And with that, I ran screaming out of the building, like the narrator at the end of "Fall of the House of Usher."
Anyway, your book's arrival saved me from further harm. It came to my law office late one afternoon, right at the end of a hectic shift of phone conferences - what a life, a lawyer spends his whole life arguing - just before I started the night shift, that quiet time from 5-10 where the phones and emails die down from New Years Eve crazy to a mere dull roar. I ripped open the package, shoved a pile of files aside, put up my feet, and read the first 60 pages before exhaling. Dan, you made me laugh out loud, swell with pride, and kept me interested in the story, same as always.
First, Dan, you're like me . . . and my dad . . . and the guy down the street . . . and like the millions of hard-working, good-hearted golfers across America. You know that the secret to life is simple: Honor God, love your spouse, and defend your country. Thanks for having the courage to stick up America for sanity, self-preservation, and fairness. You know, I take some grief for my preppy-jerk education, but back in the '80s when I was in school, my preppy-jerk friends and I were free to love our country loudly and proudly. Nowadays in college, they mark you down for that and call it teaching. They never tried that when I was at Trinity, thank goodness, they actually take pride in having great academics. More schools should try it.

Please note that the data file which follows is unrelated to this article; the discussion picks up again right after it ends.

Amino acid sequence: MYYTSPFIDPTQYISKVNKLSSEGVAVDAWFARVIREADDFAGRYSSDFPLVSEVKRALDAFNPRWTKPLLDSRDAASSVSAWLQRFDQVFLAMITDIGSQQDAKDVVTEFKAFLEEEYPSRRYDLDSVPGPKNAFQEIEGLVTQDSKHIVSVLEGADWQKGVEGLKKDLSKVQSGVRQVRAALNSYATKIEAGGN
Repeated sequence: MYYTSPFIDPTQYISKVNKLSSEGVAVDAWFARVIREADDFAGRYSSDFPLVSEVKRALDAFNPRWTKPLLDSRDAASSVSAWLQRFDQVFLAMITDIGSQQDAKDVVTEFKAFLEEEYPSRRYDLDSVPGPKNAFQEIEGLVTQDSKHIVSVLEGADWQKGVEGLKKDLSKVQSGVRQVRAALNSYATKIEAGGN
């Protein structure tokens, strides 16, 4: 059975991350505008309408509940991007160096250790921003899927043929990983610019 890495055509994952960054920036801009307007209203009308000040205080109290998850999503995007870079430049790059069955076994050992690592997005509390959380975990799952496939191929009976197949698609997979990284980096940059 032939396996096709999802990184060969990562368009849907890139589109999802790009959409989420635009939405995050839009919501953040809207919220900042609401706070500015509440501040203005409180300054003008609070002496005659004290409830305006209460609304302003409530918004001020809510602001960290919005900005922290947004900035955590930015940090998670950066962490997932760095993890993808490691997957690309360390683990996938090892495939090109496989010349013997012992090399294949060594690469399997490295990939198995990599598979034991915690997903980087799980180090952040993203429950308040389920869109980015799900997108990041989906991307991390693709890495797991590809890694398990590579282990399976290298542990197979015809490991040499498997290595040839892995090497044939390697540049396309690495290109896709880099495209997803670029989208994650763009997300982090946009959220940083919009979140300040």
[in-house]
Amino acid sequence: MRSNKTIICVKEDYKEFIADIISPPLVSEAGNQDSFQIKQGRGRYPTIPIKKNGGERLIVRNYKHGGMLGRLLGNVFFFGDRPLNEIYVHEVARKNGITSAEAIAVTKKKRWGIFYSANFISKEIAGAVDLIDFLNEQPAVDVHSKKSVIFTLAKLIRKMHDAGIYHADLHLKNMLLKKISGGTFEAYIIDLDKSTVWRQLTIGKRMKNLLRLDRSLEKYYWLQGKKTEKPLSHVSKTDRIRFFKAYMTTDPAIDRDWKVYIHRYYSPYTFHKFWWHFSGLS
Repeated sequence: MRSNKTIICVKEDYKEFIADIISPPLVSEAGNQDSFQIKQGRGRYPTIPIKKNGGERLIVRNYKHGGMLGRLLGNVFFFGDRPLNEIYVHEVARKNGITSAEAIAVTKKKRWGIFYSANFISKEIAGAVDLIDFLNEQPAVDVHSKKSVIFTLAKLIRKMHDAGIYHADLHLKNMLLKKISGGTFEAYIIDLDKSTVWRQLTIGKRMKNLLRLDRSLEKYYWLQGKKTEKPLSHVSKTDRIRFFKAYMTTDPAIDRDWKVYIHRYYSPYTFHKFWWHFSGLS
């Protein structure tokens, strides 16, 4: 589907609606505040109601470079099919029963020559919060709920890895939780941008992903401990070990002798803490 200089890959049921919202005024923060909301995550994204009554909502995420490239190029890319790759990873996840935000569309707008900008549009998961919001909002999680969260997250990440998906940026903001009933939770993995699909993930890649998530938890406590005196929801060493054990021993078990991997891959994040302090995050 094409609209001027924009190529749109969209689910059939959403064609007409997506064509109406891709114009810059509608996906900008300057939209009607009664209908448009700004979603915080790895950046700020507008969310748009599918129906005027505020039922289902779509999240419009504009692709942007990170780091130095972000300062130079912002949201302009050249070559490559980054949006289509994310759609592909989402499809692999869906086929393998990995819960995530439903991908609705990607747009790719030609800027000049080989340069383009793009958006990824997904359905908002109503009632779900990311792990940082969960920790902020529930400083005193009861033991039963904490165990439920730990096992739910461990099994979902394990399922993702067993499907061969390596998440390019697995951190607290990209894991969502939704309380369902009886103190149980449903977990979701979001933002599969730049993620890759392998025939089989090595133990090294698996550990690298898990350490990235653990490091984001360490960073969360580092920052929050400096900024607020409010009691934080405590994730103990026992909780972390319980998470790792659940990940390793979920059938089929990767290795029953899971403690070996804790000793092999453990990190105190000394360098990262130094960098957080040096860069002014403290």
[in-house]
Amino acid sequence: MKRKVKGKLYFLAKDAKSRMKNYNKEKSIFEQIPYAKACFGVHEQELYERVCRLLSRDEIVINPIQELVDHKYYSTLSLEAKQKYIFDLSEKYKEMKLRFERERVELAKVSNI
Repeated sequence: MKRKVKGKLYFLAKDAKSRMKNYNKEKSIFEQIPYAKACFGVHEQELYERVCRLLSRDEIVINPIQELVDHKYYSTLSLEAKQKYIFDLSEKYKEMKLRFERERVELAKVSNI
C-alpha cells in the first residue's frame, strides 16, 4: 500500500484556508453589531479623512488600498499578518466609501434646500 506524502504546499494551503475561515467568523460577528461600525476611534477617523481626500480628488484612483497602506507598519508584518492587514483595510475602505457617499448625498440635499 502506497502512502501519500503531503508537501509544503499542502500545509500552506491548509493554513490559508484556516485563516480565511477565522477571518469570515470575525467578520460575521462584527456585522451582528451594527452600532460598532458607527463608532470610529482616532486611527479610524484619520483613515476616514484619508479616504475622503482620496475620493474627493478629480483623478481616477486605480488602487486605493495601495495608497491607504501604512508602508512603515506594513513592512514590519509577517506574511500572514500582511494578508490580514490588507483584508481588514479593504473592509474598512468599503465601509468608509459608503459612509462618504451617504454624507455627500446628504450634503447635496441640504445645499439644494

I think the pride we felt as a country in the '80s started at the top - with Ronaldus Maximus Reaganus. His love of America and his sense of duty were sincere and infectious. I haven't seen many "Great Americans" - true statesmen and leaders - since The Gipper. He was fearless, altruistic and he championed common-sense solutions that reflected what the majority of Americans wanted to see happen, not some selfish agenda of rich lobbyists or misguided pseudo-intellectuals. Just before I head off to Torrey Pines and the 2008 U.S. Open, I'm going to take a detour to Simi Valley, visit his monument, and pay my respects. We've only loved our country like that once since Bubba Clinton and, that was in one of our darkest moments. I fear we have forgotten.